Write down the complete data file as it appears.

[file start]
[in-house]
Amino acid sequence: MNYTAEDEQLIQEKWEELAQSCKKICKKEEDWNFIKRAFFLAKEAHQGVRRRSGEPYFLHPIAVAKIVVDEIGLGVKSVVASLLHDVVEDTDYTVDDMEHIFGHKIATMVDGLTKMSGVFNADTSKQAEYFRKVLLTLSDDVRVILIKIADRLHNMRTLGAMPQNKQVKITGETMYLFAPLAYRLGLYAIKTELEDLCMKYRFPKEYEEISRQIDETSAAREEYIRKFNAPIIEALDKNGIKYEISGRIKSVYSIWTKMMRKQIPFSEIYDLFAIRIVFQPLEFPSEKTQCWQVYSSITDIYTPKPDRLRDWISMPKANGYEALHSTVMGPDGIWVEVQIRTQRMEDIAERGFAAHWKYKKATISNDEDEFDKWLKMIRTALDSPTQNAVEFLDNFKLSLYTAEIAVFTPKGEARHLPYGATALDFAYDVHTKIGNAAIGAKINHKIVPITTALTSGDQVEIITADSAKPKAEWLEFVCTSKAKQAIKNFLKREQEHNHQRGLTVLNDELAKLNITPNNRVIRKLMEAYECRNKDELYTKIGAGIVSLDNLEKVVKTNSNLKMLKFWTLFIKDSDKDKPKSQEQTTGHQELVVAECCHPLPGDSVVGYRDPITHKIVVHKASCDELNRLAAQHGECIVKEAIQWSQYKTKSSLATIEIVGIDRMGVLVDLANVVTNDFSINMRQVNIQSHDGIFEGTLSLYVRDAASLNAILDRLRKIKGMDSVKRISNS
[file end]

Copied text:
[in-house]
Amino acid sequence: MNYTAEDEQLIQEKWEELAQSCKKICKKEEDWNFIKRAFFLAKEAHQGVRRRSGEPYFLHPIAVAKIVVDEIGLGVKSVVASLLHDVVEDTDYTVDDMEHIFGHKIATMVDGLTKMSGVFNADTSKQAEYFRKVLLTLSDDVRVILIKIADRLHNMRTLGAMPQNKQVKITGETMYLFAPLAYRLGLYAIKTELEDLCMKYRFPKEYEEISRQIDETSAAREEYIRKFNAPIIEALDKNGIKYEISGRIKSVYSIWTKMMRKQIPFSEIYDLFAIRIVFQPLEFPSEKTQCWQVYSSITDIYTPKPDRLRDWISMPKANGYEALHSTVMGPDGIWVEVQIRTQRMEDIAERGFAAHWKYKKATISNDEDEFDKWLKMIRTALDSPTQNAVEFLDNFKLSLYTAEIAVFTPKGEARHLPYGATALDFAYDVHTKIGNAAIGAKINHKIVPITTALTSGDQVEIITADSAKPKAEWLEFVCTSKAKQAIKNFLKREQEHNHQRGLTVLNDELAKLNITPNNRVIRKLMEAYECRNKDELYTKIGAGIVSLDNLEKVVKTNSNLKMLKFWTLFIKDSDKDKPKSQEQTTGHQELVVAECCHPLPGDSVVGYRDPITHKIVVHKASCDELNRLAAQHGECIVKEAIQWSQYKTKSSLATIEIVGIDRMGVLVDLANVVTNDFSINMRQVNIQSHDGIFEGTLSLYVRDAASLNAILDRLRKIKGMDSVKRISNS